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Backstory: Most Satisfying Quest


Published December 29, 2021 at 10:00 a.m.
Updated December 29, 2021 at 2:17 p.m.

Rod Noble and Connie Quimby in the schoolhouse where both were students in the 1940s and 50s - ANNE WALLACE ALLEN ©️ SEVEN DAYS
  • Anne Wallace Allen ©️ Seven Days
  • Rod Noble and Connie Quimby in the schoolhouse where both were students in the 1940s and 50s

This "backstory" is a part of a collection of articles that describes some of the obstacles that Seven Days reporters faced while pursuing Vermont news, events and people in 2021.

Years ago, when I was a new reporter at the Associated Press, I liked visiting obscure nooks of Vermont to find stories that nobody else was writing.

Every AP story started with a dateline — the town name in all caps that indicates where the story was reported. The AP bureau is in Montpelier, but I looked for stories from elsewhere in the state and the experiences they promised.

This became what my colleagues dubbed my "dateline map" project. Checking off each of Vermont's 251 towns became a major impetus for the feature writing that I did on top of my primary job of covering actual news. Along the way, I produced some very unusual offerings for my otherwise staid employer. Many found their way to the AP's national wire.

It's not easy to find a story in a tiny town. I perused outdoor bulletin boards and buttonholed local librarians and historians. I chatted with strangers, letting the topics meander to interesting places.

Driving through snowy Morgan, photographer Craig Line and I spotted the body of a coyote hanging from a tree. We were invited into the farmhouse for a conversation about the ins, outs and ethics of hunting these animals, which the farmer said were killing his calves, which led to another story.

My trip to the tiny Northeast Slopes ski area in Corinth included a few uphill runs on the rope tow. It shredded my mittens. A quest for a Wardsboro dateline led me to a little-known vegetable: a turnip-rutabaga cross that was nurtured a century ago by farmer John Gilfeather. Twenty years later, in 2017, the Gilfeather turnip was crowned Vermont's state vegetable.

The challenge of finding odd stories energized me. It led to long conversations with polite, if puzzled, strangers in towns such as Hancock, where I eventually wrote about an all-vegan B&B; Fairlee, which bestows the ceremonial Boston Post cane on its oldest resident; and Whitingham, where the Amos Brown House, the town's oldest, was restored by the Landmark Trust USA and turned into a B&B. I wrote about Vermont's oldest bank, still family-run in Orwell.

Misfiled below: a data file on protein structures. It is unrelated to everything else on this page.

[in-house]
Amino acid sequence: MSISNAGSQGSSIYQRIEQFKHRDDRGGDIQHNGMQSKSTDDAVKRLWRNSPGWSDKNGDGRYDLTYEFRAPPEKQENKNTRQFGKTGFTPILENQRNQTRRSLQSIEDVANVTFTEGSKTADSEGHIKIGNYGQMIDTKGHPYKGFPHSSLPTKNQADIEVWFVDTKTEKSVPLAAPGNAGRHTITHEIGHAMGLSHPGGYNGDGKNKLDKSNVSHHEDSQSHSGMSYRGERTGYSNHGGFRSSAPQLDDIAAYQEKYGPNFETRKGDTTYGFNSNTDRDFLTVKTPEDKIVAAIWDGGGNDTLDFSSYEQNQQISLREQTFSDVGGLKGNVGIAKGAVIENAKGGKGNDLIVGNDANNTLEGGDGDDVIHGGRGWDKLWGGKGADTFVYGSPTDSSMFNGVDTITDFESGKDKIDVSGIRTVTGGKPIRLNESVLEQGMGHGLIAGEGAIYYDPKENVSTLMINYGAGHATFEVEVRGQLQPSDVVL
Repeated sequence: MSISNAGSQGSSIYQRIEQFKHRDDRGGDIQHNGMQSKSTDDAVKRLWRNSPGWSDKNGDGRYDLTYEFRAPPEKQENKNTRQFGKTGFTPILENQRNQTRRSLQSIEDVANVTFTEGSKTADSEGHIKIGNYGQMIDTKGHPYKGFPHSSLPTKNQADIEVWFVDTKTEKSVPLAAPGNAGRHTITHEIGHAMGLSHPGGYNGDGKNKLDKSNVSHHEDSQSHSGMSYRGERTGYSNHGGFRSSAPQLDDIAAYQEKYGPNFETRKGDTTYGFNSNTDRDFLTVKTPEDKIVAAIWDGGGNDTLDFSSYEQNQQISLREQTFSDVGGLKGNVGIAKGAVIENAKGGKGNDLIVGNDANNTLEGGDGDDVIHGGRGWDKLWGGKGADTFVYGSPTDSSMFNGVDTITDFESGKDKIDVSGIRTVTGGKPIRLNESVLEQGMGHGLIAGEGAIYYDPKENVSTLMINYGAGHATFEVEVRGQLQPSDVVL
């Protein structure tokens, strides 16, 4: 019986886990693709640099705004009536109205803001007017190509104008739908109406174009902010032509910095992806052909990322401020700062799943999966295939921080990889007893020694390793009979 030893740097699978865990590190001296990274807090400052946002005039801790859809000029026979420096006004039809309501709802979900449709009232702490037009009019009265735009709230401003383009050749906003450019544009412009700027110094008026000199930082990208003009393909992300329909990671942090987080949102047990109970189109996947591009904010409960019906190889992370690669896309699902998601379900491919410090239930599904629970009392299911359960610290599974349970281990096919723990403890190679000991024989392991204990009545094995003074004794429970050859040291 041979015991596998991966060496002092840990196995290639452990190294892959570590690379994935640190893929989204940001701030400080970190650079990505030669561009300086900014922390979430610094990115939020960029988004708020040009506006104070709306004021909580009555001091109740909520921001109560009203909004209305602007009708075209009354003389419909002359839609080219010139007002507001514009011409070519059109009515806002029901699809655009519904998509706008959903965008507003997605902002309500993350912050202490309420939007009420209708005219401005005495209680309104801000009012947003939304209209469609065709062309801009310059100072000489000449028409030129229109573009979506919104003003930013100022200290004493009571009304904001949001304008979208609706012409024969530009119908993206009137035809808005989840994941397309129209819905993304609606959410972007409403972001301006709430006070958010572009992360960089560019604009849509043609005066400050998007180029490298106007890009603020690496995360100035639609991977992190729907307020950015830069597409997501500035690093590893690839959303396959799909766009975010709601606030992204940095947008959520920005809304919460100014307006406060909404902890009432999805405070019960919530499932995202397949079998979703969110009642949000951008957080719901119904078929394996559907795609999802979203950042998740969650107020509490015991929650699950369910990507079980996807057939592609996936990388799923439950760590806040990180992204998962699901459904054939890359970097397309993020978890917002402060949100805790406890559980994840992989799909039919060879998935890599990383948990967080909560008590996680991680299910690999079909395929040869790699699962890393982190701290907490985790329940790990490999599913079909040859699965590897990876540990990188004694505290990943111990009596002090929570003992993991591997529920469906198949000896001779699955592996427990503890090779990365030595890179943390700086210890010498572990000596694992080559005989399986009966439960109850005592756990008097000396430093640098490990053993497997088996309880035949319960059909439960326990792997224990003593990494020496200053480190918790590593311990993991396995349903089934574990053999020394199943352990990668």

New Englanders aren't known for their gregariousness, but my dateline quest has shown me that Vermonters are a generous and openhearted people. When curious flatlanders arrive unexpectedly, they let them into their homes, barns and lives, offering pie, coffee and homegrown honey. They patiently answer hours of questions. They enjoy detailing the labors of love that go into their own hobbies and accomplishments.

I have learned a lot about Vermont this way.

I had about half a dozen towns to go when, after 12 years of working at Vermont's AP bureau, I left the state in 2004. While I was gone, I freelanced for the national AP travel editor, racking up other semi-exotic datelines, like Zihuatanejo and Cholula, Mexico; Adelaide, Australia; and Sandpoint, Idaho. All wonderful places, but it bothered me to think that my Vermont dateline map might forever remain incomplete.

As life and luck would have it, I'm back in Vermont, working again as a journalist. Despite the pandemic, I'm getting closer to my goal of reporting from 251 towns. Since I returned in 2018, I've managed to get to Shrewsbury for a story about the cooperatively run country store and to New Haven for one about a cabinetmaker who offers stingray hide as a finish.

And this summer I finally found a reason to go to Granby, a remote Northeast Kingdom town with just 80 residents, many of them retired. I'd visited the town and had often heard about plans to turn the one-room schoolhouse, built in 1885, into a museum. But the project always seemed to be on hold.

In August, I called the town clerk and learned that fundraising was under way again. This led to an unexpectedly delightful trip to meet two siblings who went to school there in the 1950s.

Connie Quimby, 78, and Rodney Noble, 80, regret that nowadays young Granby-ites don't learn the history of their tiny Northeast Kingdom town, which once bustled with orchards, beekeepers, blacksmiths and a logging operation so large that it had a railroad to transport Granby's lumber to market.

The two, whose parents were active in the community, have warm memories of growing up in a cocoon of family and neighbors.

Thanks to my dateline map, now missing just four Vermont towns, I've seen that you don't need to justify your life's inexplicable quest. Nobody else does.

My Marshfield dateline came through a gathering of David Smiths that was organized by Owen Bradley, then-principal of the Twinfield Union School. Asked why he had invited a dozen strangers with the same name to meet for a barbecue, Bradley replied: "Why not?"